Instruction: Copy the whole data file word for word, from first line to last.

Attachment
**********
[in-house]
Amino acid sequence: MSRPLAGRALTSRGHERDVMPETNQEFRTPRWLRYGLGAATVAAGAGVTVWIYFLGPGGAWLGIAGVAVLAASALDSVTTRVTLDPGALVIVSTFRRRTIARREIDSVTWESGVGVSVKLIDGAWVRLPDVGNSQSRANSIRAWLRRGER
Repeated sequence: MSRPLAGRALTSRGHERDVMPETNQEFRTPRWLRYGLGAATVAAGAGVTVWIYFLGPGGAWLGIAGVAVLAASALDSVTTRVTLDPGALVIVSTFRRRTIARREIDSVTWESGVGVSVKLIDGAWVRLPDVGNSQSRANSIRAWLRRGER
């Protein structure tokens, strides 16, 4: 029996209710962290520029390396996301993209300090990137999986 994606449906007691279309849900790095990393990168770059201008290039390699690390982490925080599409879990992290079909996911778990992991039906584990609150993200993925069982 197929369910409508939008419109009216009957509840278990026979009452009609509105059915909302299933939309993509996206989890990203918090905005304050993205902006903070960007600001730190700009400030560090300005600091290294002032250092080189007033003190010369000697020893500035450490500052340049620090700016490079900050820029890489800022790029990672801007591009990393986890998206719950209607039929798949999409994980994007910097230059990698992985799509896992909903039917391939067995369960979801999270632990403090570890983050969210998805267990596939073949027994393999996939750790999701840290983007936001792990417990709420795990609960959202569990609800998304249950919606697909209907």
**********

[in-house]
Amino acid sequence: MSRPLAGRALTSRGHERDVMPETNQEFRTPRWLRYGLGAATVAAGAGVTVWIYFLGPGGAWLGIAGVAVLAASALDSVTTRVTLDPGALVIVSTFRRRTIARREIDSVTWESGVGVSVKLIDGAWVRLPDVGNSQSRANSIRAWLRRGER
Repeated sequence: MSRPLAGRALTSRGHERDVMPETNQEFRTPRWLRYGLGAATVAAGAGVTVWIYFLGPGGAWLGIAGVAVLAASALDSVTTRVTLDPGALVIVSTFRRRTIARREIDSVTWESGVGVSVKLIDGAWVRLPDVGNSQSRANSIRAWLRRGER
């Protein structure tokens, strides 16, 4: 029996209710962290520029390396996301993209300090990137999986 994606449906007691279309849900790095990393990168770059201008290039390699690390982490925080599409879990992290079909996911778990992991039906584990609150993200993925069982 197929369910409508939008419109009216009957509840278990026979009452009609509105059915909302299933939309993509996206989890990203918090905005304050993205902006903070960007600001730190700009400030560090300005600091290294002032250092080189007033003190010369000697020893500035450490500052340049620090700016490079900050820029890489800022790029990672801007591009990393986890998206719950209607039929798949999409994980994007910097230059990698992985799509896992909903039917391939067995369960979801999270632990403090570890983050969210998805267990596939073949027994393999996939750790999701840290983007936001792990417990709420795990609960959202569990609800998304249950919606697909209907």